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Atlantic Salmon Journal

The Wild West

by Brian Owens

A massive proposed sea cage expansion in southwest Newfoundland threatens dozens of wild salmon rivers.

One of the largest-ever expansions of the aquaculture industry in Canada is planned for the southern coast of Newfoundland, with potentially devastating consequences for the remaining wild Atlantic salmon populations there.

In 2022 Grieg Seafood Newfoundland was announced as the successful proponent for the provincial government’s proposed expansion of aquaculture into the Bays West region on the southwest coast. Bays West consists of approximately 160 kilometres of mostly undeveloped coastline starting west of Bay de Vieux, near Grey River, and running along the coast to the La Poile Bay area towards Port-aux-Basques.

Another aquaculture company, Mowi, is also planning to dramatically expand its operations in Newfoundland by increasing capacity at its Indian Head Hatchery in Stephenville. This will lead to the addition of 2.2 million more smolt to new and existing net pens on the southern coast.

Currently aquaculture in Newfoundland is concentrated in the Bays East region east of Grey River and in Placentia Bay. Grieg’s planned expansion would extend aquaculture along almost the entire south coast. Conservation groups, including the Atlantic Salmon Federation, fear that both expansions would put salmon cages in close proximity to dozens, if not hundreds, of healthy wild salmon streams, putting those remaining healthy populations at risk.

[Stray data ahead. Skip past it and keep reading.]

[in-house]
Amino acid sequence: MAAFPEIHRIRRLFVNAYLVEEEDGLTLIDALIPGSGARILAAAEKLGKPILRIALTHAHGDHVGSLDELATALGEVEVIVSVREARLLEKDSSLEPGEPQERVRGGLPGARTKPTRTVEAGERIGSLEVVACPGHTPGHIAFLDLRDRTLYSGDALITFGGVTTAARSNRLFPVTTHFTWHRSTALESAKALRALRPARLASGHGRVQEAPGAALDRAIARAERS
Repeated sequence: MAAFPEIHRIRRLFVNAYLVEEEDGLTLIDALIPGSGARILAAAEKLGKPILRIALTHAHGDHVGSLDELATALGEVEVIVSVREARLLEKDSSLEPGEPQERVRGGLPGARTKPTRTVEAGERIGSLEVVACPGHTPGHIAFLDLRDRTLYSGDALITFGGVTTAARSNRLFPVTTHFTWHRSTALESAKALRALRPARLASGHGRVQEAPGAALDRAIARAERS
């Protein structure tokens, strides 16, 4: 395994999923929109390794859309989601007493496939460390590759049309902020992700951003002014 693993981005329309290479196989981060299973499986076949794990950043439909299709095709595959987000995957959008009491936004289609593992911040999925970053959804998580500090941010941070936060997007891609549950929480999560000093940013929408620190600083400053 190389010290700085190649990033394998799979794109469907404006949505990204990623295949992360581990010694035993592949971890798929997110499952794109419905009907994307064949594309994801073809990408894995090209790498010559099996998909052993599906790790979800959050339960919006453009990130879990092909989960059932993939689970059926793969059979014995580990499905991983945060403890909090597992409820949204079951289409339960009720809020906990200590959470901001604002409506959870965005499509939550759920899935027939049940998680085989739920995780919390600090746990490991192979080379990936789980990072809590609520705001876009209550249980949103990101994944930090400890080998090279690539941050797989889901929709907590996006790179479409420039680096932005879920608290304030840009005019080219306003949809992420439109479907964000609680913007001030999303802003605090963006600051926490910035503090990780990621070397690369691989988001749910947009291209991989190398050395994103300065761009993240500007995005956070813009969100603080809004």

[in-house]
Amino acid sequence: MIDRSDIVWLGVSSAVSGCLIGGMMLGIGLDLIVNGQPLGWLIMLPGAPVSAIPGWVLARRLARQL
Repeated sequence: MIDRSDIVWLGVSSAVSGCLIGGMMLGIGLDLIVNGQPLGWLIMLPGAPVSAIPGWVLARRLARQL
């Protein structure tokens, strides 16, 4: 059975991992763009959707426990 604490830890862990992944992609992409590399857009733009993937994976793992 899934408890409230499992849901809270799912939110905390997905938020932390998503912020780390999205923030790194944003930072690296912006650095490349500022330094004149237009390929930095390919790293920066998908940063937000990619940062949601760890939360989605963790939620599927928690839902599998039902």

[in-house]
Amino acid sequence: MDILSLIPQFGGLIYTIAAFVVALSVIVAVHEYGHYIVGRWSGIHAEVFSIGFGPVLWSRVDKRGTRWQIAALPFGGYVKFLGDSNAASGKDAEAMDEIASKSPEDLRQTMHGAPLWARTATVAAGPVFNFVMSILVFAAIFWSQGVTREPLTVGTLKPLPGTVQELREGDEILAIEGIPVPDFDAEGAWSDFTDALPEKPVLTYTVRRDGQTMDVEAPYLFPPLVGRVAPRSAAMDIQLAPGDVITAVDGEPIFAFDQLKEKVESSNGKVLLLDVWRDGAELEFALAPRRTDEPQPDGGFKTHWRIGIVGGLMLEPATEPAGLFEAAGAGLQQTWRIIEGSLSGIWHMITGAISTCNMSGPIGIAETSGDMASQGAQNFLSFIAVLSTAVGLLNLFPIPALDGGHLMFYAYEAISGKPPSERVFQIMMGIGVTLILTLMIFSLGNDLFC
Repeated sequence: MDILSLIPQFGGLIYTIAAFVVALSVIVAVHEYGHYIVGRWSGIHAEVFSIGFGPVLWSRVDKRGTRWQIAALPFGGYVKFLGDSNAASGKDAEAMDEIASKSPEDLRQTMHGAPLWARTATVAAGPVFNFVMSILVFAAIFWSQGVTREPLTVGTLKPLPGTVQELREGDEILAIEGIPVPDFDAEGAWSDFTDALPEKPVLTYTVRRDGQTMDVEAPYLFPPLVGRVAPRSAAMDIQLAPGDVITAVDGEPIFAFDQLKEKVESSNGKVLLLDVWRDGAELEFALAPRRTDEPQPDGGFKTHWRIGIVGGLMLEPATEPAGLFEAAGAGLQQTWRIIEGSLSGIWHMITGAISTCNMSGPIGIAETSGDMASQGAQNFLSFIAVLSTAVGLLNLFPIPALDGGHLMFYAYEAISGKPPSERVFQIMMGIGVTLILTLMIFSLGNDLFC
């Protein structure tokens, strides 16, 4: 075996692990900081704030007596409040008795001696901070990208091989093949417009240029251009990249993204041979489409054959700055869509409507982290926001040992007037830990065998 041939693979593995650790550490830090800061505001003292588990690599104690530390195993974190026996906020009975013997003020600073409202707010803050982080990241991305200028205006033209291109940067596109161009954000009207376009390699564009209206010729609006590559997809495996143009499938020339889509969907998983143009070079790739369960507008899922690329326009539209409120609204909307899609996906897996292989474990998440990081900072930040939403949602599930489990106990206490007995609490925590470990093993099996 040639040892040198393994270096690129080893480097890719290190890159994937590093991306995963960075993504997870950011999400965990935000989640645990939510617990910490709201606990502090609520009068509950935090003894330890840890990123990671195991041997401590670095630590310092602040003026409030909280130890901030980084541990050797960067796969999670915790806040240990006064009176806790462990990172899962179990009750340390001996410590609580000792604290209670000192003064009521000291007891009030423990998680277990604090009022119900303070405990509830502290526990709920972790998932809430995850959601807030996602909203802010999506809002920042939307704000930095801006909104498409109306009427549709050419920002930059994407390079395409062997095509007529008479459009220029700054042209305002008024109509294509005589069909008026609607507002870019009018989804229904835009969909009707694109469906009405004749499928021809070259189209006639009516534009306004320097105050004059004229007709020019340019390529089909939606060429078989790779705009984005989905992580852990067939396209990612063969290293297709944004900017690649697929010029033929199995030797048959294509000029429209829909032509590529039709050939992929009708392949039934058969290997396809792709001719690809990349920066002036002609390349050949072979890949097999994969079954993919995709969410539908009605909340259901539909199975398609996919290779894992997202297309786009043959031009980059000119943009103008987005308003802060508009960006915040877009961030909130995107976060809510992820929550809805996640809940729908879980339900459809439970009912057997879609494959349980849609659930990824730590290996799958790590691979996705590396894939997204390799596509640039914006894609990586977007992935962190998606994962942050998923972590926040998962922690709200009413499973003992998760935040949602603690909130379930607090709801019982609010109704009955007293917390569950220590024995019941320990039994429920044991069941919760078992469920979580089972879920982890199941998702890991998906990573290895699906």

“There are so many long-term problems that have evaded meaningful solutions, principally around escapes, disease, and sea lice, that our position is that until industry and its regulators can demonstrate that they can get these things under control, there should be no expansion,” says Neville Crabbe, ASF’s executive director of communications. “To allow expansion is in a way rewarding bad behaviour and poor performance.”


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Nick Kelly, A DFO stock assessment biologist, says the salmon population in the Conne River has dropped dramatically since monitoring began in the late 1980s from about 10,000 salmon then to fewer than 200 last year. During roughly the same period, salmon aquaculture activities have grown in leaps and bounds.